For many reasons, I feel fortunate to have been born in the United States, but I don’t love my country. It has no love for any of us. A cold, manipulative, object of affection, the state fans patriotism, then asks those who love it deeply to prove their love by dying or sacrificing their limbs for it.
It will not happen in my lifetime, but I look forward to the day when states are no more.
From the conservative point of view this makes little sense. For us, nations are distinct peoples, so that a love of country means a love of one's people, and the land, culture and tradition associated with it.
However, liberals have rejected this connection between nation and people. So it's not surprising that Tamanaha should view nation or country as a particular political entity - as a state - instead.
Tamanaha, then, thinks of the nation as the state, finds that the state is hostile to the people, and therefore rejects the idea of love of nation.
Enter Roger Alford, another American law professor. Alford accepts Tamanaha's idea that the nation is the state, but differs by asserting that the state, rather than being hostile, is protective of the people, being concerned for their welfare. He writes:
The fundamental purpose of a democratic country like the United States is to serve you and your fellow citizens. Representative democracy means that our elected officials are trying (albeit imperfectly) to look out for your interests, your benefits, your needs, and your wants. Your country seeks to protect your safety, your economic well-being, your property, and your freedoms.
The state is the nation and it works on your behalf and therefore it is reasonable to love your nation and to be loyal to it:
So in response to Brian Tamanaha, I say that for many reasons I feel fortunate to have been born in the United States, and I do love my country. It is far from perfect. It is often demanding of its citizens. But it offers so much in return. For that, I am deeply grateful and I feel a strong sense of loyalty and allegiance.
Alford's position does, at least, defend the idea of patriotism. But can it hold the line? Is it an effective way to support the existence of nations?
I don't think so. Alford thinks of the nation as the state, and the state as the Constitution, and the Constitution as a set of values. Therefore, what really defines the nation are "values":
When a government official takes an oath of allegiance, the only oath he or she makes is to support and defend the Constitution from all enemies, foreign and domestic. He doesn't swear allegiance to an abstract entity called the United States. He swears allegiance to the values embodied in the Constitution.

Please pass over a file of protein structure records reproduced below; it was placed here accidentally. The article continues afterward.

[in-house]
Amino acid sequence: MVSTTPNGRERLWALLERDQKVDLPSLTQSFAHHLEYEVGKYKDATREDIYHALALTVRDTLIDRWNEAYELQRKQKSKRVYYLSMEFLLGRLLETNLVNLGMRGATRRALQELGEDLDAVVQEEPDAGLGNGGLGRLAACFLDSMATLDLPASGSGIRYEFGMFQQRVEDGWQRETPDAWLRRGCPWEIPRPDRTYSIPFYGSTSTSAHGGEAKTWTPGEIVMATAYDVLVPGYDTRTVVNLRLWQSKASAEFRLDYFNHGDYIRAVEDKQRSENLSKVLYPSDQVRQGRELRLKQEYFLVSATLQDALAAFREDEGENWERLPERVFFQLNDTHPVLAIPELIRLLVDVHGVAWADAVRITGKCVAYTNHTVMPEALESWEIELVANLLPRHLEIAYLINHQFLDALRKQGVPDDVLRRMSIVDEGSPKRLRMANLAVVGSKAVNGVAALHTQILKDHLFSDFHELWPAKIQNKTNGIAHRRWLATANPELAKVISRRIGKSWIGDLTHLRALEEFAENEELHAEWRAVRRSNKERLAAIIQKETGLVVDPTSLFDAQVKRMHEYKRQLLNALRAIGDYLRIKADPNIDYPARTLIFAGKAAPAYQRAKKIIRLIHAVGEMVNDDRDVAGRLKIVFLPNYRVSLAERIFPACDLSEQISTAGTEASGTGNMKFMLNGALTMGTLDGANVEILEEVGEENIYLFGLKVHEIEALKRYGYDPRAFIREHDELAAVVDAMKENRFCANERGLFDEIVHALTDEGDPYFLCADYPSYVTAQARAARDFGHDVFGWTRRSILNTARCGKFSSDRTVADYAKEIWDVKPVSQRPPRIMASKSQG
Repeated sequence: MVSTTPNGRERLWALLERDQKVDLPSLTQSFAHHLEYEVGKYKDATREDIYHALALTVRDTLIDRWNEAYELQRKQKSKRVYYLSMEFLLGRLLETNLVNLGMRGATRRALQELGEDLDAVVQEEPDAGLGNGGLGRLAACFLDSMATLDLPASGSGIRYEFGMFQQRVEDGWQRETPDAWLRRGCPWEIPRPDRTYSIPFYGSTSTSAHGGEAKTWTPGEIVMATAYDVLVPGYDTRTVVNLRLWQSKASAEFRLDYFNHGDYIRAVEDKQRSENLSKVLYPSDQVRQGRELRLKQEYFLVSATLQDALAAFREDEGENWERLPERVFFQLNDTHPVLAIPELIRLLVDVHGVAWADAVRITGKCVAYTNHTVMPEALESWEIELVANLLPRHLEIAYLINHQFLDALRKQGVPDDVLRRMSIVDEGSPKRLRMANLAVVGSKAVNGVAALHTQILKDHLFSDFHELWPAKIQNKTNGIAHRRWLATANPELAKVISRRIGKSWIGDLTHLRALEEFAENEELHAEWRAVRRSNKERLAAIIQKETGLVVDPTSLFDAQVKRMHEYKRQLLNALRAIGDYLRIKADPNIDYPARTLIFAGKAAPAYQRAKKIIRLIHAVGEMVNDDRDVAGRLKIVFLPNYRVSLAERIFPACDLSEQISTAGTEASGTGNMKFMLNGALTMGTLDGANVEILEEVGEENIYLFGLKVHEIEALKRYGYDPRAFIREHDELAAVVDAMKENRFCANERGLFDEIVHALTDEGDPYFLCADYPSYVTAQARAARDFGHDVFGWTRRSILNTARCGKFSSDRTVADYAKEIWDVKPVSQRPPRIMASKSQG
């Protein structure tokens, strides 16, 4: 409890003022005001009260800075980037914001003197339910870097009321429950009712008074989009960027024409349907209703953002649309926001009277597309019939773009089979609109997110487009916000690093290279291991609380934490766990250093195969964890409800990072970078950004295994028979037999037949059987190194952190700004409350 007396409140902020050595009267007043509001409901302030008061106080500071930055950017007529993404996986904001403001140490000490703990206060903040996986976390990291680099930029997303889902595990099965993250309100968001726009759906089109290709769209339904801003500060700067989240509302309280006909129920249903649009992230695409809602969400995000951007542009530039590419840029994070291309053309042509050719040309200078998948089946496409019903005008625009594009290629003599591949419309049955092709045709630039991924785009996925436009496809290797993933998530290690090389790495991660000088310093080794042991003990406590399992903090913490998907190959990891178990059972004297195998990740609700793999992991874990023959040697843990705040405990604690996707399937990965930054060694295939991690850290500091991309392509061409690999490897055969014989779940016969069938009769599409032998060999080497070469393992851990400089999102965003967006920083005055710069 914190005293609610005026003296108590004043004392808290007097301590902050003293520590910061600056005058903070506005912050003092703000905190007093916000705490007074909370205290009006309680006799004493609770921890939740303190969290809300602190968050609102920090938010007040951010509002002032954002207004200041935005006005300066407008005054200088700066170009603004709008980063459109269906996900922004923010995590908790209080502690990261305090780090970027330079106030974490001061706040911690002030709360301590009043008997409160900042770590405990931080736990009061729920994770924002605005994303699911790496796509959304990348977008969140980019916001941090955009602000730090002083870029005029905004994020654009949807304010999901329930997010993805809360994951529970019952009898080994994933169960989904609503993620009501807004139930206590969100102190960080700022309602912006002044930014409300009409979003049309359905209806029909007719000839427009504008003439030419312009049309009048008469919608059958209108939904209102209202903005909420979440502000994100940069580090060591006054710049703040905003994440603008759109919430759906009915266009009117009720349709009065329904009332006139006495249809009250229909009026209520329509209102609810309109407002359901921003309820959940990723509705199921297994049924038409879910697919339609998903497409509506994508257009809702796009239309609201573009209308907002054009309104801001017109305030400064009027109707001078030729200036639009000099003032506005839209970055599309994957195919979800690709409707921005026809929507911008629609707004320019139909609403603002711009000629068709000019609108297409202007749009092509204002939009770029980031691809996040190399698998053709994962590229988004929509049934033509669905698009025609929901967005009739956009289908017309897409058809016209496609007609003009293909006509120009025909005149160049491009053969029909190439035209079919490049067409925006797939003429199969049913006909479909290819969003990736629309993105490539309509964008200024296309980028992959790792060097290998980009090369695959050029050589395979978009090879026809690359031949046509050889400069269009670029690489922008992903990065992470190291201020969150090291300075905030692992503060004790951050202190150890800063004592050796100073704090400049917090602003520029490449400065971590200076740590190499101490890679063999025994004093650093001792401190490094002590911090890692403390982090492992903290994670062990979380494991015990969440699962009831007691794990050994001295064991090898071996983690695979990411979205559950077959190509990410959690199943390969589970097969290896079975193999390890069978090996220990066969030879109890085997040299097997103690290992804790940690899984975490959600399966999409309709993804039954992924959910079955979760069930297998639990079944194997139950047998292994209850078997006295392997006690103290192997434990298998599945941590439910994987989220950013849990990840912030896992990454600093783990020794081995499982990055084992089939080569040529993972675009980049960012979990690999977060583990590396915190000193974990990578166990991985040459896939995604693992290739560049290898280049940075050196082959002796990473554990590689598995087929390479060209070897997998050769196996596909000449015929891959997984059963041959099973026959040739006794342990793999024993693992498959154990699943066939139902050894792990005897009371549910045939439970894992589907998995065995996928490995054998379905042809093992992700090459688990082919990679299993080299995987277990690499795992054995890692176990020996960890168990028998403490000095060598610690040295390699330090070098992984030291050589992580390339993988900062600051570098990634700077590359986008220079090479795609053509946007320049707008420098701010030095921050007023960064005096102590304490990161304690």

You can't defend an existing nation on this basis, for two basic reasons. First, if a nation is simply a set of values, then anyone can potentially be a member of the nation. It is no longer important that migrants can assimilate to the distinct character of a people, they merely need to be willing to sign on, as citizens, to a set of civic values. Therefore, there is no longer a principled reason to restrict immigration, and large scale population transfers are likely to transform the existing character of a country.
Second, if a nation is simply a set of values, then there is little, in principle, to restrict the merging of nations into larger, regional states such as the EU. If it is thought to be of economic advantage to do so, then why not merge the USA and Canada into a single entity, if all that matters is a compatibility of political values?
It's difficult to form deep attachments to an entity which is repeatedly subject to radical transformation. So I doubt if patriotism would survive in anything but a superficial form if Alford's view of the nation were to dominate in the long-term.
I'd like to finish by quoting a fellow traditionalist conservative, whose take on the Tamanaha and Alford debate is worth preserving:
... prior to the mid-20th century, Alford's answer to Tamanaha would have struck most Americans (certainly most non-intellectuals) as odd and a little alien. Prior to 1900, it would have struck almost everyone as such.
Because the universal commonsensical conception of loving one's country came from the simple fact that a country was a real thing with real, concrete attributes for one to love: the land, the people and the culture. And these things were not loved because they were held to be some kind of universal or Platonic "best way" for all humanity (the popular neocon conception of American or Western style liberty); they were loved because they were the norms, customs and mores of you, your family, and the attenuated, widely extended "family" of your ethny.
The love was, at least in large part, an ineffable and not rationally derived thing, again similar to the innate attachment that family ties exert. As you could look into the eyes of a brother and see elements of yourself staring back at you, one's countryman would reflect, in a lesser way, the same recognition of heritage, culture and values ...
This is what the creation of the modern "diverse," universalist nation has cost us. We are left, like Alford, to grasp for sad second-place straws about democracy as an abstract concept that somehow exhibits a sort of hollow, disembodied concern for us as protectees.
(by Russell W, who has temporarily closed his site whilst serving in the US military.)